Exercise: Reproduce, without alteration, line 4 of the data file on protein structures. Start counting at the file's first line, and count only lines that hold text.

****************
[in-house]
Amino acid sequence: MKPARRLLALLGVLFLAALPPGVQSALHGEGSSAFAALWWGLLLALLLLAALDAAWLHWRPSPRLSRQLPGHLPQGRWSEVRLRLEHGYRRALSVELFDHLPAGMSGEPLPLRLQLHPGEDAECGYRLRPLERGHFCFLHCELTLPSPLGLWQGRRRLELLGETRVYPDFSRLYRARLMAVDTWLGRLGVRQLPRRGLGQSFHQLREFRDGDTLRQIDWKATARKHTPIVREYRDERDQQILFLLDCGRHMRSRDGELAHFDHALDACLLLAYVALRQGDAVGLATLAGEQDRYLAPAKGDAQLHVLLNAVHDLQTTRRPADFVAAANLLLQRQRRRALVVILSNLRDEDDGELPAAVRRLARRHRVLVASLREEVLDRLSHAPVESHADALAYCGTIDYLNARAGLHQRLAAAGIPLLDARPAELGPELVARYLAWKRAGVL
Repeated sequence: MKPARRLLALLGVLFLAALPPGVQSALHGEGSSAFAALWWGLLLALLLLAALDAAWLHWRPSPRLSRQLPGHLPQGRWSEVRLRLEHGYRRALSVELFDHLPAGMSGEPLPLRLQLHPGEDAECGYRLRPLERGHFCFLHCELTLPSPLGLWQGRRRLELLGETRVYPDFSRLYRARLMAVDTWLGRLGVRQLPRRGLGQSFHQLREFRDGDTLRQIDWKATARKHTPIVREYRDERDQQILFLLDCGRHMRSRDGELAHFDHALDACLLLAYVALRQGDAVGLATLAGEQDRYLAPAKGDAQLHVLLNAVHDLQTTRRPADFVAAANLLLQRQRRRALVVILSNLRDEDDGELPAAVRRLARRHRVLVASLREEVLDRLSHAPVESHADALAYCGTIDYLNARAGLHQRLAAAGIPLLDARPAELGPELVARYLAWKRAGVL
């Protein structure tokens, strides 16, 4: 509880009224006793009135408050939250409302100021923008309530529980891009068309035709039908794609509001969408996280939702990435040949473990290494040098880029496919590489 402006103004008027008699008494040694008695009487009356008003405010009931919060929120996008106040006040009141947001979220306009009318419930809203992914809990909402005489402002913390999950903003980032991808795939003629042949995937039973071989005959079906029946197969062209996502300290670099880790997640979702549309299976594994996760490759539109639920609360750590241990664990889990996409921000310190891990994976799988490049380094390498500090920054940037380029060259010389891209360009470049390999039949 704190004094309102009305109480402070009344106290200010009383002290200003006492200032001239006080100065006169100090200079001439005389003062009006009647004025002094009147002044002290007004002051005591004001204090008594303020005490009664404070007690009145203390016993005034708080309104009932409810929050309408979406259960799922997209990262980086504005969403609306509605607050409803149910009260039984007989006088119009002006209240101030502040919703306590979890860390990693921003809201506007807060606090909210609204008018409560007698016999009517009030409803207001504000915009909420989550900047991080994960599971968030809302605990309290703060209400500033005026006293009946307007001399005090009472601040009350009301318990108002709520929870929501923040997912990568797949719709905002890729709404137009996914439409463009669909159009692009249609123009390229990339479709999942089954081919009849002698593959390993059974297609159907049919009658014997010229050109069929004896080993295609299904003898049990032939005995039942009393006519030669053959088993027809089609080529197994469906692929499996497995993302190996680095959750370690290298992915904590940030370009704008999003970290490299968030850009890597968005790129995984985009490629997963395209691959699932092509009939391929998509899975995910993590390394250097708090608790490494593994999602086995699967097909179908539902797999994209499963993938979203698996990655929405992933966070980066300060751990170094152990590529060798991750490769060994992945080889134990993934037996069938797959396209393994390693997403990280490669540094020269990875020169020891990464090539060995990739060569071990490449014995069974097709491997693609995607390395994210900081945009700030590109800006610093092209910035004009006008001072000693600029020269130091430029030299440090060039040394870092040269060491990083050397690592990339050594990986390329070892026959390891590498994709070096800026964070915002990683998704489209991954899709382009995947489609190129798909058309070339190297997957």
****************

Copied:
């Protein structure tokens, strides 16, 4: 509880009224006793009135408050939250409302100021923008309530529980891009068309035709039908794609509001969408996280939702990435040949473990290494040098880029496919590489 402006103004008027008699008494040694008695009487009356008003405010009931919060929120996008106040006040009141947001979220306009009318419930809203992914809990909402005489402002913390999950903003980032991808795939003629042949995937039973071989005959079906029946197969062209996502300290670099880790997640979702549309299976594994996760490759539109639920609360750590241990664990889990996409921000310190891990994976799988490049380094390498500090920054940037380029060259010389891209360009470049390999039949 704190004094309102009305109480402070009344106290200010009383002290200003006492200032001239006080100065006169100090200079001439005389003062009006009647004025002094009147002044002290007004002051005591004001204090008594303020005490009664404070007690009145203390016993005034708080309104009932409810929050309408979406259960799922997209990262980086504005969403609306509605607050409803149910009260039984007989006088119009002006209240101030502040919703306590979890860390990693921003809201506007807060606090909210609204008018409560007698016999009517009030409803207001504000915009909420989550900047991080994960599971968030809302605990309290703060209400500033005026006293009946307007001399005090009472601040009350009301318990108002709520929870929501923040997912990568797949719709905002890729709404137009996914439409463009669909159009692009249609123009390229990339479709999942089954081919009849002698593959390993059974297609159907049919009658014997010229050109069929004896080993295609299904003898049990032939005995039942009393006519030669053959088993027809089609080529197994469906692929499996497995993302190996680095959750370690290298992915904590940030370009704008999003970290490299968030850009890597968005790129995984985009490629997963395209691959699932092509009939391929998509899975995910993590390394250097708090608790490494593994999602086995699967097909179908539902797999994209499963993938979203698996990655929405992933966070980066300060751990170094152990590529060798991750490769060994992945080889134990993934037996069938797959396209393994390693997403990280490669540094020269990875020169020891990464090539060995990739060569071990490449014995069974097709491997693609995607390395994210900081945009700030590109800006610093092209910035004009006008001072000693600029020269130091430029030299440090060039040394870092040269060491990083050397690592990339050594990986390329070892026959390891590498994709070096800026964070915002990683998704489209991954899709382009995947489609190129798909058309070339190297997957």